The state comptroller’s office released an audit Wednesday urging the state to apply for a federal Medicaid program to care for ill prison inmates, a move that could save as much as $20 million a year.
Federal Medicaid rules allow states to bill Medicaid for inpatient services received by eligible inmates. Five states, including Louisiana, Mississippi, Nebraska, Oklahoma and Washington, already do so, according to a report by North Carolina’s state auditor.
“With state tax revenues lagging projections and the costs of Hurricane Sandy mounting, every state agency should be doing what it can to find additional revenue and cut costs,” Comptroller Thomas DiNapoli said in a statement. “(The Department of Corrections and Community Supervision) should seek reimbursement from Medicaid and other outside insurance providers for any money to which the state may be entitled.”
During the audit period covering March 31, 2008, to March 31, 2010, more than $89 million paid by DOCCS to outside health care providers was for inpatient services. Billing Medicaid for eligible inmate health care costs could significantly reduce the department’s costs for such care.
DiNapoli’s auditors also found that medical care providers were sometimes overpaid by DOCCS. Auditors found five providers were overpaid $84,100 in connection with 141 sampled claims where time billed for hourly clinics exceeded the hours worked. The overpayments ranged from $624 to $73,347. DOCCS subsequently reviewed all the claims for one provider going back to 2005 and identified another $50,769 in overcharges. DOCCS also identified two other providers who have overcharged the state.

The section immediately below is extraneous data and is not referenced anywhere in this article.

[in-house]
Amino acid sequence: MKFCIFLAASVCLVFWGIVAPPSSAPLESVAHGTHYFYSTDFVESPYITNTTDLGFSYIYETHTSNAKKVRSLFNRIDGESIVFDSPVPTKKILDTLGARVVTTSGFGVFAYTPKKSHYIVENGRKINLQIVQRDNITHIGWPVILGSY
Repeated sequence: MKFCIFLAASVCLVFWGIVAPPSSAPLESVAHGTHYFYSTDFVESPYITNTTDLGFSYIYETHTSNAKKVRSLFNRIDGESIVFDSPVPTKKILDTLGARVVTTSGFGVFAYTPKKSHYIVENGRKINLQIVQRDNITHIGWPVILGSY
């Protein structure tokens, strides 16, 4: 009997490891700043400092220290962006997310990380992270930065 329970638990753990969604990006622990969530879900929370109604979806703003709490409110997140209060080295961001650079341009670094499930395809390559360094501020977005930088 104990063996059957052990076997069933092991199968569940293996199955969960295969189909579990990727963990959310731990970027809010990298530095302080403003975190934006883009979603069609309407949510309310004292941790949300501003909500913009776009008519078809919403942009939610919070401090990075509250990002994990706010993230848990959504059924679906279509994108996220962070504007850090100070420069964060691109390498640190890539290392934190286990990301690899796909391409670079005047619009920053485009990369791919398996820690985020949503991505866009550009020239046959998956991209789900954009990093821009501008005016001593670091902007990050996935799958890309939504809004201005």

A review of 45 claims totaling $711,829 for nine of the highest paid health care service providers found DOCCS paid two claims from two providers totaling $4,134 for procedures that were billed twice.
The audit recommends that DOCCS seek reimbursement from Medicaid or other third party insurance for medical services from outside providers when appropriate and recover the overpayments identified, among others.
Read the full report here: